Editorial: Community never fails to support GCC

  • The Greenfield Community College main campus building. Recorder File Photo

Published: 5/2/2018 8:00:31 PM

How is it that every year Greenfield Community College Foundation can raise more than $800,000 to support the two-year college?

Money talks, it is said. If that’s true, what does it say about GCC that hundreds of people every year find ways to donate as much as a million dollars to help further the college’s mission?

At the nonprofit foundation’s recent annual fundraiser kickoff, a current student and two alums offered an insight into the answer when they explained how the college played a role in shaping their careers and view of the world.

“That middle word ‘community’ is really key,” said new campaign co-chair Lindsay Stromgren, assistant fire chief in Amherst, whose connection to GCC goes back to his early boyhood when he visited the college where his father was a professor in the early years of the school. Stromgren returned to GCC for his associate degree in firefighting, which led to a bachelor’s degree from the University of Massachusetts.

Later, Stromgren became an adjunct professor teaching fire science at GCC, where he saw graduates go on to careers in firefighting, including the fire chiefs of Northampton and Easthampton.

“Graduates who become the professionals in the community, that’s what it’s all about,” Stromgren said.

Michael Heitke-Felbeck, after years of career drift, came to study engineering and chemistry, supported by Foundation scholarships. Soon he will be headed to UMass to continue his education. His story is so typical.

The college faculty and staff have worked every day, year in and year out, for 56 years, to provide hundreds of associate degree and certificate programs, to transfer students to four-year liberal arts colleges or to help them begin their careers as nurses, emergency medical technicians, police officers and more.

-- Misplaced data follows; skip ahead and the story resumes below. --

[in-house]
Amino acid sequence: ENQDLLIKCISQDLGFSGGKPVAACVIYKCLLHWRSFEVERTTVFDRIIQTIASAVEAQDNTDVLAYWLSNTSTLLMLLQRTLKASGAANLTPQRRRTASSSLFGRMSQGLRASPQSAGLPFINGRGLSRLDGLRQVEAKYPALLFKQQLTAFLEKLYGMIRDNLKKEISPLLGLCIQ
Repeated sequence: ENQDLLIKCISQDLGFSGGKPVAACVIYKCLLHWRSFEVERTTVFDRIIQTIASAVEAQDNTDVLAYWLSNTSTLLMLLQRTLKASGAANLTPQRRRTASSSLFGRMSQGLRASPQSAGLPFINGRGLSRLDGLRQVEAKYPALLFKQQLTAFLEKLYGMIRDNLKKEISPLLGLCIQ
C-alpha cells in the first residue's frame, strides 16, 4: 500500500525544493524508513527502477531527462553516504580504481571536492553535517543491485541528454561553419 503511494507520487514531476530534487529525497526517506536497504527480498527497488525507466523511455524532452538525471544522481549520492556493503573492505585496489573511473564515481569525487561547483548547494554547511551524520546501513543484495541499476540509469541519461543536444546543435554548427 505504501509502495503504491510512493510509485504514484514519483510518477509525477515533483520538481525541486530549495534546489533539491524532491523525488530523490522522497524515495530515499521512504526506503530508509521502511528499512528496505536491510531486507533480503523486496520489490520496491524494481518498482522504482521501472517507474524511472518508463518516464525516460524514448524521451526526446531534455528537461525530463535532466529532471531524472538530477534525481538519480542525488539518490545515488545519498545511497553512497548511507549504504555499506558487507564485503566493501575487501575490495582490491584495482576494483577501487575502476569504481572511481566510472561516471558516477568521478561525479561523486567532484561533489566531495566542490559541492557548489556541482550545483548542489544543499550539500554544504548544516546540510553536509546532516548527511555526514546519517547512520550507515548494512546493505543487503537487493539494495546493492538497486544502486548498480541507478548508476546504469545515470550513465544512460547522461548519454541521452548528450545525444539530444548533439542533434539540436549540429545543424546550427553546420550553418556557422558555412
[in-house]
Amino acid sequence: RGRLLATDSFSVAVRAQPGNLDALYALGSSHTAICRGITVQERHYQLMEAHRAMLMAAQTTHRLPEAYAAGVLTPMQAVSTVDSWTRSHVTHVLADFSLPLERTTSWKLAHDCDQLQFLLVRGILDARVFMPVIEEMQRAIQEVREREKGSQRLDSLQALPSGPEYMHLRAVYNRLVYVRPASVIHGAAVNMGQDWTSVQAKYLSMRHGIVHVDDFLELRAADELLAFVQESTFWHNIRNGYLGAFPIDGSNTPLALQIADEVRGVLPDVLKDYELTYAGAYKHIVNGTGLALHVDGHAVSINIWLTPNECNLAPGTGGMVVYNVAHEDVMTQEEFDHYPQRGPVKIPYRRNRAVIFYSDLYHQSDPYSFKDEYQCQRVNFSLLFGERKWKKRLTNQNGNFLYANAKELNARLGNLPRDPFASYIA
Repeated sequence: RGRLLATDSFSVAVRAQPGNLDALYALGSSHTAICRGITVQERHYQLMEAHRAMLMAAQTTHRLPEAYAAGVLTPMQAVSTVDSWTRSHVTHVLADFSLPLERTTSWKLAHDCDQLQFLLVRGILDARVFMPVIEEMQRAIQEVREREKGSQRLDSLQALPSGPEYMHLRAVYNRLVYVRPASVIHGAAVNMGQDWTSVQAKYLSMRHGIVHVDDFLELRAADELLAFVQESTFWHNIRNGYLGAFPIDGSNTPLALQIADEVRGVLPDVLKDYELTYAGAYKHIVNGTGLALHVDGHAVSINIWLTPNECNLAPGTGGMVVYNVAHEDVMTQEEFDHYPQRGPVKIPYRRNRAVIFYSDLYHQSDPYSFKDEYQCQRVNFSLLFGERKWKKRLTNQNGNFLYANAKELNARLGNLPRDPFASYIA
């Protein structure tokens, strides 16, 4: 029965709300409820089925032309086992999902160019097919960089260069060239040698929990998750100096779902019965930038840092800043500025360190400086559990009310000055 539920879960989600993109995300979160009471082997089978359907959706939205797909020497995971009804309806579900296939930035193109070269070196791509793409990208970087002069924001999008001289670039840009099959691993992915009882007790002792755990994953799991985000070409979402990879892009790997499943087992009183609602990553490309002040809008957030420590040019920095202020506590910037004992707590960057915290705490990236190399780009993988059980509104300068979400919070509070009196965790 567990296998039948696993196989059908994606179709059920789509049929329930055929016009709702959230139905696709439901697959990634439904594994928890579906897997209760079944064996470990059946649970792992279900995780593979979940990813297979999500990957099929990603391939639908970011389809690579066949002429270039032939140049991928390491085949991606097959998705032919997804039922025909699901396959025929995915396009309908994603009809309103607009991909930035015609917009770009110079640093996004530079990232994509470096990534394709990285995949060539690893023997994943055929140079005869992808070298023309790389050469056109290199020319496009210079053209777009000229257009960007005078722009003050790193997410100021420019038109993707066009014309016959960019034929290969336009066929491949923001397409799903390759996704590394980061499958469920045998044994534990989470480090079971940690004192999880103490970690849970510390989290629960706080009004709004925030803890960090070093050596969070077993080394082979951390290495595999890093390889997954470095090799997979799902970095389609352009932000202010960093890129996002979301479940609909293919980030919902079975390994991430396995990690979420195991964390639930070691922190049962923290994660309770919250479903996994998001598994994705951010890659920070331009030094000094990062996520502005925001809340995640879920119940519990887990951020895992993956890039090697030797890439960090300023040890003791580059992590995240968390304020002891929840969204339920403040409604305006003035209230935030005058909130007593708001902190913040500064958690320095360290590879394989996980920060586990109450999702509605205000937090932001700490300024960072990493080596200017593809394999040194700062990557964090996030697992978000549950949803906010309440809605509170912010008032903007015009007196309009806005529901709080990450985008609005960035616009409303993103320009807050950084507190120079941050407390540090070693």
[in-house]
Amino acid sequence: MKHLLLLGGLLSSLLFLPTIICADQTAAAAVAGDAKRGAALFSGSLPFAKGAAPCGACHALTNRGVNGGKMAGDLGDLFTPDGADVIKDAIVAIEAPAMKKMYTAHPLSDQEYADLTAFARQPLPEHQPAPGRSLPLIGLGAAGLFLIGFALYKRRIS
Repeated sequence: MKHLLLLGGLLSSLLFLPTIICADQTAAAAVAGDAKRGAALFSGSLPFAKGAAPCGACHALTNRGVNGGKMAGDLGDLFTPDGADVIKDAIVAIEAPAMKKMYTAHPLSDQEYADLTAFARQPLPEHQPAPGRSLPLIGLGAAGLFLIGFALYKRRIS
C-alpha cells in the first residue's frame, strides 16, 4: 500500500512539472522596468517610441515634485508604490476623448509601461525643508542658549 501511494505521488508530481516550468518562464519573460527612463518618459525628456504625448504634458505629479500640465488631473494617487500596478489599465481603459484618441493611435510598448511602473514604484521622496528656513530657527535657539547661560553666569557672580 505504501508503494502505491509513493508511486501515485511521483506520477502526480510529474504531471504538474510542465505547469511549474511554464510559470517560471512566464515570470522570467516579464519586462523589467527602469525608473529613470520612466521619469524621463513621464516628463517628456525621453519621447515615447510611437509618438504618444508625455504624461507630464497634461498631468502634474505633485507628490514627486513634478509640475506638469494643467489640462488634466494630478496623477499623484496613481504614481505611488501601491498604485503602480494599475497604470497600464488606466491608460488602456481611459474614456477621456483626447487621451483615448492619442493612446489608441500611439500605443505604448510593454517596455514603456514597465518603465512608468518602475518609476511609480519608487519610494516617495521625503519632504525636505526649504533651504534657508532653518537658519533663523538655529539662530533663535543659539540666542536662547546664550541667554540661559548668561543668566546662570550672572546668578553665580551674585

Annual enrollment is about 5,000 and the average age of students is in their mid-20s, which means that the school provides career and education advancement for lots of second-career people and older adults trying to gain their footing in a difficult world. In this way, GCC truly is helping its community.

Alumna Corrine Fitzgerald, now a prominent local real estate agent and past president of the Massachusetts Association of Realtors, shared a story of finding community and inspiration at the college.

She spoke about coming from eastern Massachusetts, unsure of what the college could bring her, but hoping to pursue art. An art class professor offered her some advice that changed her life, she said.

Since then Fitzgerald has used that advice to motivate herself and others through life. “The motto back then was ‘the right to think and the will to learn’ … This school had such a major impact on so many lives and it always will,” she said.

Every year we hear such stories of support and inspiration. It never ends. We hope it never will.




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